“Italian architecture since the First World War to today demonstrates an ‘anomalous modernity’, represented by its significant capacity to interpret and incorporate previous states through continuous metamorphosis. Not adaptations of form of the new compared to the existing in retrospect, but rather ‘grafting’ an ability to transfigure the conditions of the context into a new configuration: an attitude that was once viewed by some as nostalgic or a compromise, but which today is admired by Europe and the world as the most original contribution of Italian design culture”. (Cino Zucchi)
The theme assigned to the national pavilions - Absorbing Modernity 1914/2014 - by Rem Koolhaas will thus be developed by looking not so much for elements of “resisting the new” in the Italian territory, as the particular sense in which the modern condition is interpreted in this country.
The journey begins with the ‘case’ of Milan which has been used as an example of “laboratory of the modern”, whose architectonic and city planning affairs of the last 100 years – but also several key moments in its past history – demonstrate the particular means employed by projects with a large transformative role compared to the pre-existing urban structure. From historical Milan to the city that hosts Expo 2015, an example of great territorial transformation over recent years which will be observed in its various content and present and future developments. The exhibit continues with a series of architecture collages and with a suggestive representation of a large “contemporary landscape” made up of images of recent projects where architects from various generations are challenged with difficult settings. The video installation “Inhabited Landscapes. Life adapts to spaces that adapt to life” closes this section. A large “animated mosaic” made up of a selection of contributions sent in by the general public in response to the open call for videos, documenting the extreme diversity of the Italian landscape and of the lives it hosts.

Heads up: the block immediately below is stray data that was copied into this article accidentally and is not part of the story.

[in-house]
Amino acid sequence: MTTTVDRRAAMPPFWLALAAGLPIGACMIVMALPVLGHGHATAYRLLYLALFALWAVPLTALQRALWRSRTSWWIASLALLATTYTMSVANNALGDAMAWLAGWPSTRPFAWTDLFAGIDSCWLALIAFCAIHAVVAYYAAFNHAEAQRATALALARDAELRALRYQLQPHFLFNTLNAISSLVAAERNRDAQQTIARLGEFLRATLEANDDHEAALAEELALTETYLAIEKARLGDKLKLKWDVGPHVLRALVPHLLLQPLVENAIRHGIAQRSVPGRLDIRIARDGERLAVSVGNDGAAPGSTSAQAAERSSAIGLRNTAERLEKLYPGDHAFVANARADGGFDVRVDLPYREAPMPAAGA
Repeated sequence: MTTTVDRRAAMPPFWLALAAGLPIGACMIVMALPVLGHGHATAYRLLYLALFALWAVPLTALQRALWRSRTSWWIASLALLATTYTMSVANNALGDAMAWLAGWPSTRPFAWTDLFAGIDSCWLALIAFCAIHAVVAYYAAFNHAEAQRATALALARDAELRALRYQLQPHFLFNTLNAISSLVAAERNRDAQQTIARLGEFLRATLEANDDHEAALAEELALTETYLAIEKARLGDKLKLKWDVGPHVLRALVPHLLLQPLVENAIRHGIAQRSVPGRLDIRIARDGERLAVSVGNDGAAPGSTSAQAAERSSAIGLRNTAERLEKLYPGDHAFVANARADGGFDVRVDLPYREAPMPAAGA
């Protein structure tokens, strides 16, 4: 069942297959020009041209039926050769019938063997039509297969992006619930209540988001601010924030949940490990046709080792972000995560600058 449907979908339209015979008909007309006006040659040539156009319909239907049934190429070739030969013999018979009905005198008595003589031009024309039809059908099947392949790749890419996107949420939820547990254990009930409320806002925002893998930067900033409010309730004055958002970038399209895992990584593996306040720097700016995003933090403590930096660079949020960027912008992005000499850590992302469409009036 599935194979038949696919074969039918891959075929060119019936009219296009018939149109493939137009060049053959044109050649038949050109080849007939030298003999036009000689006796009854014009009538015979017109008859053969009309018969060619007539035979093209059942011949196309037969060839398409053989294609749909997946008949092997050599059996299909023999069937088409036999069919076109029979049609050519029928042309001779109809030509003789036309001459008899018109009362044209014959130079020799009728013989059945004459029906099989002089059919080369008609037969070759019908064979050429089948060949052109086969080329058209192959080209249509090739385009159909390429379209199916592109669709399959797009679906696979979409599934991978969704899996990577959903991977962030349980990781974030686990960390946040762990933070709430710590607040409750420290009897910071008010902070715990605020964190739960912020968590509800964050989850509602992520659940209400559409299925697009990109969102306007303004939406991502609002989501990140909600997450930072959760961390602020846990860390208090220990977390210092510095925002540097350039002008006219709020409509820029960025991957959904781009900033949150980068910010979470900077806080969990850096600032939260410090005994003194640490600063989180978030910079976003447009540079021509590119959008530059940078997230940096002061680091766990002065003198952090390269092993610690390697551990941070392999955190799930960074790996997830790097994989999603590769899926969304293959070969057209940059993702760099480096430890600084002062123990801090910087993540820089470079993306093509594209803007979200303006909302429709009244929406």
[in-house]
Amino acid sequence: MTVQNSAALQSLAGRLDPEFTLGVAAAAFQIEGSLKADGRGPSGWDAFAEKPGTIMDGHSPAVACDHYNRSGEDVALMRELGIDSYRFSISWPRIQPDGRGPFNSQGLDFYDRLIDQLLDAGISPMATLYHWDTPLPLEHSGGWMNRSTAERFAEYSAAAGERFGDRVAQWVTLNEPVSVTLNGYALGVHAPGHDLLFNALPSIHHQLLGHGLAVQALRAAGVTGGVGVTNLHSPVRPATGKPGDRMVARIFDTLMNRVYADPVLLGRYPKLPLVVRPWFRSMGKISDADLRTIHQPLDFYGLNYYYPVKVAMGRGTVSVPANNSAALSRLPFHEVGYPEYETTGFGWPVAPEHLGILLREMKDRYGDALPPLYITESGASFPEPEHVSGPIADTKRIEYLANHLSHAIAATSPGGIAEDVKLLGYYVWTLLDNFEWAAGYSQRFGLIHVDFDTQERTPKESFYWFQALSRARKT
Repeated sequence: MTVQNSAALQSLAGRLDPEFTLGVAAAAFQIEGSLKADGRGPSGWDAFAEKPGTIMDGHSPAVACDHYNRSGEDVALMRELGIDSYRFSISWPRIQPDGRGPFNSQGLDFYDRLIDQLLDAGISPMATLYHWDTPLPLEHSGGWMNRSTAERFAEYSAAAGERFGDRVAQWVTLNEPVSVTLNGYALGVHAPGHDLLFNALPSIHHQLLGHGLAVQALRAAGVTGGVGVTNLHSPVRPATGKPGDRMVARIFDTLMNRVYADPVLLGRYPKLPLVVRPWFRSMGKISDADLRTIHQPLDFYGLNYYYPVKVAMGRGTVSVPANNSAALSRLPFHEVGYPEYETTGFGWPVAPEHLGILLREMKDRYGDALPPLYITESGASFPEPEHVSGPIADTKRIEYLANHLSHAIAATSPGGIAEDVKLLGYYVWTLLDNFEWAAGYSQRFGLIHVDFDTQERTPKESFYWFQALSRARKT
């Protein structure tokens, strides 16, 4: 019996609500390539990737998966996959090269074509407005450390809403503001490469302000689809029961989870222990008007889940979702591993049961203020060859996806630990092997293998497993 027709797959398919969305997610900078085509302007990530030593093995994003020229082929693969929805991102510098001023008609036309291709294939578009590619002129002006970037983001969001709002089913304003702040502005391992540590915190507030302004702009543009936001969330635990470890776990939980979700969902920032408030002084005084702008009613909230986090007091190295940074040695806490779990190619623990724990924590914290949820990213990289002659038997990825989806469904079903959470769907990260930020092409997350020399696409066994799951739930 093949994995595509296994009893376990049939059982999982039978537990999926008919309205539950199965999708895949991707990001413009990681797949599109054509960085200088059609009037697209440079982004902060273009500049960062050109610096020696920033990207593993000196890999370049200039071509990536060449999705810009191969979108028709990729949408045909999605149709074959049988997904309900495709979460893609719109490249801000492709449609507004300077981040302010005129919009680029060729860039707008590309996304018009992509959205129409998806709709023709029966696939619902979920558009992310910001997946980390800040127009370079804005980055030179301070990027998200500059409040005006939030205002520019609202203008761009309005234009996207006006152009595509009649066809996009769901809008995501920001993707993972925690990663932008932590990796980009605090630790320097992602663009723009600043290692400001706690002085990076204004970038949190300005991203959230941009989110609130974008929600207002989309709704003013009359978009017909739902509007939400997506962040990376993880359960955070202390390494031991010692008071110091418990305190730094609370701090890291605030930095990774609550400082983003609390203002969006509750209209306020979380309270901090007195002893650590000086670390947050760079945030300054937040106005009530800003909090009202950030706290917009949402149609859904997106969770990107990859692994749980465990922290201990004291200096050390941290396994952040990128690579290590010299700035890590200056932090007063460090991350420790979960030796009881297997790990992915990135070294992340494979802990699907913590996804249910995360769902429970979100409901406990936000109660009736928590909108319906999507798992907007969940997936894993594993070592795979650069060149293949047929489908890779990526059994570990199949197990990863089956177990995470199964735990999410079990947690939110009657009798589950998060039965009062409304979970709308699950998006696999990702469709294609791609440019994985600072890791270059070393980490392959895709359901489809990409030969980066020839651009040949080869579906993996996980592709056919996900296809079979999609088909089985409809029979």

Opening and closing the exhibition are two strong markings, two physical “grafts” in the context of the Arsenale designed by the same Cino Zucchi: Archifunnel, a large arched portal at the entrance of the pavilion, next to Gaggiandre and then a large bench-sculpture, The Virgins’ ribbon, that winds through the trees in the Giardino delle Vergini, the garden the pavilion opens out onto at the rear.